Mike Von Fremd showed Hubbell attorney John Nields on This Week condemning the release as "outrageous." After a soundbite from Burton, Von Fremd piled on Burton: "But the criticism of Burton is piling up. In a letter released today, Democrat Henry Waxman accused Burton of selectively releasing portions of the tape just to make the First Lady look bad, so Waxman highlighted exchanges where Hubbell says Mrs. Clinton had no knowledge of questionable billing practices."

Over on the CBS Evening News reporter Sharyl Attkisson got right to Waxman, beginning: "Congressman Henry Waxman says the prison phone recordings released last week that suggested Web Hubbell took hush money to protect President and Mrs. Clinton were altered." Following a bite from Waxman, Attkisson presented his case and his selected excerpt: "But the Burton tapes omitted references that seemed to exonerate the First Lady, like this portion obtained today by CBS News. In it Hubbell indicates that Hillary Clinton did not know about illegal billing at the law firm where they both once worked."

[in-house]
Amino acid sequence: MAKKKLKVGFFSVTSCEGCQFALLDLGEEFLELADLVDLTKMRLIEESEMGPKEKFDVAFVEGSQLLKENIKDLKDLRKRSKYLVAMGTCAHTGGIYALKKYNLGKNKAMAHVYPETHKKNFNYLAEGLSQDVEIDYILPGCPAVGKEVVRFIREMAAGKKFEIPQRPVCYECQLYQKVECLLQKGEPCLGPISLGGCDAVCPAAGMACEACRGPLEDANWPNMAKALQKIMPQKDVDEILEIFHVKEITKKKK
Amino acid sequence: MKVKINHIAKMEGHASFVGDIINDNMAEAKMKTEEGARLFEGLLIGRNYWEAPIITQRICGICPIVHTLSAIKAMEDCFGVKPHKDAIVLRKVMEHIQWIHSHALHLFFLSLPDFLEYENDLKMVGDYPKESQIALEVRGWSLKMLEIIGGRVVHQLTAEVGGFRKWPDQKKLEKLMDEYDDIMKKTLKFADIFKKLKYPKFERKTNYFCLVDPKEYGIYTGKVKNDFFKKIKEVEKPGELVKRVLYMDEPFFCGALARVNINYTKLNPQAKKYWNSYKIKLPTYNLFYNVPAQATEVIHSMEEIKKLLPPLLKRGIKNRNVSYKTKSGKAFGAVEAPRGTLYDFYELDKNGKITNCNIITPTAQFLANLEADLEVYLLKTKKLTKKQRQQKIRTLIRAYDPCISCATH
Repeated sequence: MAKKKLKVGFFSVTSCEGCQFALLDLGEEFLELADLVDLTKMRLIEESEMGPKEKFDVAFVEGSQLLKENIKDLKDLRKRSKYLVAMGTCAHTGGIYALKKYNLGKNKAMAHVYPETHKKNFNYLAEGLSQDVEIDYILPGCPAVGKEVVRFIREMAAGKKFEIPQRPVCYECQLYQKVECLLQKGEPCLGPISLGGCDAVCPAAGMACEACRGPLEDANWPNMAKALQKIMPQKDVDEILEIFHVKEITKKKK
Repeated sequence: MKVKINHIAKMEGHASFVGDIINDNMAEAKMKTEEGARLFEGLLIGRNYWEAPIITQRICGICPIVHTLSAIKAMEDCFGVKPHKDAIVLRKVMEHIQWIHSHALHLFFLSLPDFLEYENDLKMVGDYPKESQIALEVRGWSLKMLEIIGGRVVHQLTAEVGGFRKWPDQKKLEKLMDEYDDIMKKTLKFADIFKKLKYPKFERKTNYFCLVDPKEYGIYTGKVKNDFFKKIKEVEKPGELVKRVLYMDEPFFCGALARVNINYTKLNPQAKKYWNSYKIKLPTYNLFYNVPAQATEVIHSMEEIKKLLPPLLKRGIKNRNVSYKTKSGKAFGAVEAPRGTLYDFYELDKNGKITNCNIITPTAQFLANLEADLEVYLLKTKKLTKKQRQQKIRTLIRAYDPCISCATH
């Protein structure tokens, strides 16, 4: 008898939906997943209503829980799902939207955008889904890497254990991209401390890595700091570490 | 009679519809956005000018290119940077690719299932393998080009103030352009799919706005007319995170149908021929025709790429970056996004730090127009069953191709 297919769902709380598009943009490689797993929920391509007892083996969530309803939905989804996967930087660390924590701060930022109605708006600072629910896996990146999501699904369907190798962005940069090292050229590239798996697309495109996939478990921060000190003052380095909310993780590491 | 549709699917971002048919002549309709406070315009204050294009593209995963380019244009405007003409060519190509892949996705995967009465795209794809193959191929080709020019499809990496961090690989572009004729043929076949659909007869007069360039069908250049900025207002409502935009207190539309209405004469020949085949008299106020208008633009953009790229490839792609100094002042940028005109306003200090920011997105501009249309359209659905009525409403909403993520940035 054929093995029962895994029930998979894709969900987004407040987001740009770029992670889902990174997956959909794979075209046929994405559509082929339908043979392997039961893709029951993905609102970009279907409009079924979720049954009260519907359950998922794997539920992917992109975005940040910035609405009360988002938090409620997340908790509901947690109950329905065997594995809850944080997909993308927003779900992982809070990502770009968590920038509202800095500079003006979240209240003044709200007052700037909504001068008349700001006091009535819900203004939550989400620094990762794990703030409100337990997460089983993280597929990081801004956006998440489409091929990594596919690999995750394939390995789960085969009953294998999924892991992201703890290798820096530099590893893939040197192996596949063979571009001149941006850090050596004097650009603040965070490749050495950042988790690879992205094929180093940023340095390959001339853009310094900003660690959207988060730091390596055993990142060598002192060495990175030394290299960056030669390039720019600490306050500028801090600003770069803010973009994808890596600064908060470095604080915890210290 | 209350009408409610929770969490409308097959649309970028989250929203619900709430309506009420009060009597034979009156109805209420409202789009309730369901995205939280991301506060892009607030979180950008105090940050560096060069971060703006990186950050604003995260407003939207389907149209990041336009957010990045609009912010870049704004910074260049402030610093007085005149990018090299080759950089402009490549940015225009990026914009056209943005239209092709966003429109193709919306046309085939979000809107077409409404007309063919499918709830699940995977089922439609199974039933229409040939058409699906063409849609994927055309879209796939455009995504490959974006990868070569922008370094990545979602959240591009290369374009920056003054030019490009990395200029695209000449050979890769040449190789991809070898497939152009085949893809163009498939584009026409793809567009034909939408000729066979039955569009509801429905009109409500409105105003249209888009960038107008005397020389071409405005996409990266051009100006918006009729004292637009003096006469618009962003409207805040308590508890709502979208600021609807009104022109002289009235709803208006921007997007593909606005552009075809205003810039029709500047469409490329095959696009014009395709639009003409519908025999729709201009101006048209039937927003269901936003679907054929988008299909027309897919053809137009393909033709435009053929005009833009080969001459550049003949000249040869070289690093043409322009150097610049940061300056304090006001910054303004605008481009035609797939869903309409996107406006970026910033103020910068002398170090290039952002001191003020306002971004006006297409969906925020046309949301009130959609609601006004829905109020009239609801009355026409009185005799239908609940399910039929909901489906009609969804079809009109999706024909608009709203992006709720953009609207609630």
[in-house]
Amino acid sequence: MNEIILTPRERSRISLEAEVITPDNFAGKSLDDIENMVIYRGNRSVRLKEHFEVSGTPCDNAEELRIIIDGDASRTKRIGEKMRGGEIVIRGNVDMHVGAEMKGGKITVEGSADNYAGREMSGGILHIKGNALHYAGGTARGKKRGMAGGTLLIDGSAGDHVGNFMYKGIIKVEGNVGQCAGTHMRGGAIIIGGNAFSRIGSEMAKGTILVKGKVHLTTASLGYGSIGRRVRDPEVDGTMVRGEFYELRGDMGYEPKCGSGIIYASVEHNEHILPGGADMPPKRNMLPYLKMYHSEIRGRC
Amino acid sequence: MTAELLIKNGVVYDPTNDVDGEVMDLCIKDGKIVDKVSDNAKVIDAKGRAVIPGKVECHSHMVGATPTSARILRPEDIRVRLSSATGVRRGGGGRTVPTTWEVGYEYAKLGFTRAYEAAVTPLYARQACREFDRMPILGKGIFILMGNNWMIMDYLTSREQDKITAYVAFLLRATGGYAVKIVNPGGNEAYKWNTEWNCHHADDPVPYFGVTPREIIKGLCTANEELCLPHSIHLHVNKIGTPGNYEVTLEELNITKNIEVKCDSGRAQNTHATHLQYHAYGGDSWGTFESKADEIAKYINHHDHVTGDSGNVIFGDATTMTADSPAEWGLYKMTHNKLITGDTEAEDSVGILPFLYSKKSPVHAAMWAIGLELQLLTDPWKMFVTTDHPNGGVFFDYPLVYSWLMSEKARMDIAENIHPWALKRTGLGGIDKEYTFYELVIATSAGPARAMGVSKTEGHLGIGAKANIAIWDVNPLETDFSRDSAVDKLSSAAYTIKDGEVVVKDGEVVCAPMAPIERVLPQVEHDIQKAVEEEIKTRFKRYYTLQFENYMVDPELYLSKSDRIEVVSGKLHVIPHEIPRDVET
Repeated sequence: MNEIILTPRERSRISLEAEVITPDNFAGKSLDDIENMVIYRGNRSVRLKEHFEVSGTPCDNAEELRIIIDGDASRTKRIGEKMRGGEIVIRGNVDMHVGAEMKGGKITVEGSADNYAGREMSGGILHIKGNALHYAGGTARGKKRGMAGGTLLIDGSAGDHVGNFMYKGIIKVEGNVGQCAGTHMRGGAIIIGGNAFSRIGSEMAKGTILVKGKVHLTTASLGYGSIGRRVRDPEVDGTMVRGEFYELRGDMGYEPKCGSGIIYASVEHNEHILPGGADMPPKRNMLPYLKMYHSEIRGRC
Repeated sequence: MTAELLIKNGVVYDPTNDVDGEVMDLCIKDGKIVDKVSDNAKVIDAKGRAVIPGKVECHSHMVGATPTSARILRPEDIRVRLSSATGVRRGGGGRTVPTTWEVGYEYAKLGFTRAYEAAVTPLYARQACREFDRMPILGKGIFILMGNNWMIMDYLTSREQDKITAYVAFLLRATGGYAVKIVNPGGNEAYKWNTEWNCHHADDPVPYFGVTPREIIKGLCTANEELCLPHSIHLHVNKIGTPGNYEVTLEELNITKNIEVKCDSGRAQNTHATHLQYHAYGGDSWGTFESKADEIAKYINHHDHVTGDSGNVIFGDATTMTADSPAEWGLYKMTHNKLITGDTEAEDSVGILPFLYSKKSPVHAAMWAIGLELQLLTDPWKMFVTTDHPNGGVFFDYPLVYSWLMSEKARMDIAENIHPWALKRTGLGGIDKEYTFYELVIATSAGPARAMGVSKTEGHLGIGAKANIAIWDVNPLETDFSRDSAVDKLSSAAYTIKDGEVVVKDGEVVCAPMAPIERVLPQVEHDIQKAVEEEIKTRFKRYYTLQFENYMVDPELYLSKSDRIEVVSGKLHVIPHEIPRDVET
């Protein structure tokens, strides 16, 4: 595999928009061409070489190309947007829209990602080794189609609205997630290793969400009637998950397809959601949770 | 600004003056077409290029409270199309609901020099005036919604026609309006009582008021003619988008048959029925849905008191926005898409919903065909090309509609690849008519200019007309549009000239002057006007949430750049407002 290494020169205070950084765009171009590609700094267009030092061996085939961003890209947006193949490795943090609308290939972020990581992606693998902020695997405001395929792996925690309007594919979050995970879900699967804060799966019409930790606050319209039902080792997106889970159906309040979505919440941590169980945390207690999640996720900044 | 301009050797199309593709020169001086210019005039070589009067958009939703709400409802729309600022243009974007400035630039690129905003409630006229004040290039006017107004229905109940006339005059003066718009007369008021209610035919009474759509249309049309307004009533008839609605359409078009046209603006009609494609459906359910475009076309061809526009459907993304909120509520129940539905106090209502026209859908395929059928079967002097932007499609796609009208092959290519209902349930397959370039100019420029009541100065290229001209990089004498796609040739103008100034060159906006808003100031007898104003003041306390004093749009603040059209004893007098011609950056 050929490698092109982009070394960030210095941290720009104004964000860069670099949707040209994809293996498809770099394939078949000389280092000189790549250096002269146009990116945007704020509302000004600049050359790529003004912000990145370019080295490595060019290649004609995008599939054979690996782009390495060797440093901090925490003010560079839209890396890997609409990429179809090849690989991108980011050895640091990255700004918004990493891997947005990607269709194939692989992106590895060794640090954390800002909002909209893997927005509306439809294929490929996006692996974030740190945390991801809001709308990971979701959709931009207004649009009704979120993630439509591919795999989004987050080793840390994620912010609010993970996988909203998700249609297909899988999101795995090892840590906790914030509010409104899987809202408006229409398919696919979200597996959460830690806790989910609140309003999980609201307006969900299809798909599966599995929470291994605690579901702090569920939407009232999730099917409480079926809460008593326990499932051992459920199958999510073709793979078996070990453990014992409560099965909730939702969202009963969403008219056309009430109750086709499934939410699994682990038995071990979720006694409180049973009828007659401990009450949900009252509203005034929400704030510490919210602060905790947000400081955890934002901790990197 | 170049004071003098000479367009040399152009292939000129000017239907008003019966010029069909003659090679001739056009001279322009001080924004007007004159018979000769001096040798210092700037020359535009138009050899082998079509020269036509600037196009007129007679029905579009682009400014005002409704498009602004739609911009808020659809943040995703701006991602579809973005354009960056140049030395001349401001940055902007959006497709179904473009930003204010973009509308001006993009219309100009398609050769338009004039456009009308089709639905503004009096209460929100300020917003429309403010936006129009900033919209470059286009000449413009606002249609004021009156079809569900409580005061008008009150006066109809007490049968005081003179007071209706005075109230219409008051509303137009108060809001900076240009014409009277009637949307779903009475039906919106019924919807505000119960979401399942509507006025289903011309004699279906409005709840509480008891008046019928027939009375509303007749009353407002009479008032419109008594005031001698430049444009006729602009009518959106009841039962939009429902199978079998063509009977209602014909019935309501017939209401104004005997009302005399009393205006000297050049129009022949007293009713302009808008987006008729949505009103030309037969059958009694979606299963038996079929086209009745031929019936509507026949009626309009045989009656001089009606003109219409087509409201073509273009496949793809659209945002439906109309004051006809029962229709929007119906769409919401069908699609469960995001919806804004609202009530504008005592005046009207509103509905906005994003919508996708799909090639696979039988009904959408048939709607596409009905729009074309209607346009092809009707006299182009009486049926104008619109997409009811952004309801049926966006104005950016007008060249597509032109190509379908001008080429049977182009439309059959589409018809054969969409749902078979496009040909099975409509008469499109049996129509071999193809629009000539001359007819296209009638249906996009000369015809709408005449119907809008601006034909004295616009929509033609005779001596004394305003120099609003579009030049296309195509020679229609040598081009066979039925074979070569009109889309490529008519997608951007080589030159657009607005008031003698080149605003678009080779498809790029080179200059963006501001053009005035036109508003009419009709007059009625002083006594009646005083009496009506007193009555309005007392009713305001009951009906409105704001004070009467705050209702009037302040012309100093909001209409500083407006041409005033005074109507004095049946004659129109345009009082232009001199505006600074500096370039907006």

3

cyberno3.gif (1438 bytes) Leave it the Wall Street Journal's Al Hunt to never be satisfied with just disagreeing with a political opponent. He feels obligated to impugn their motives. Here's his attack on Dan Burton from Saturday's Capital Gang on CNN:
"I think the idea of taping a prisoner is absolutely good, desirable, should happen and if they say something incriminating, it ought to be used against them by prosecutor. But to go to what Tom Lantos said, I think what Dan Burton did, if the Justice Department had done it, it would have been against the law, would have made Joe McCarthy proud. And one more point I would make is that these tapes were selectively edited and given Dan Burton's track record, I would not be at all surprised if we find out that some of it was done quite dishonestly."




4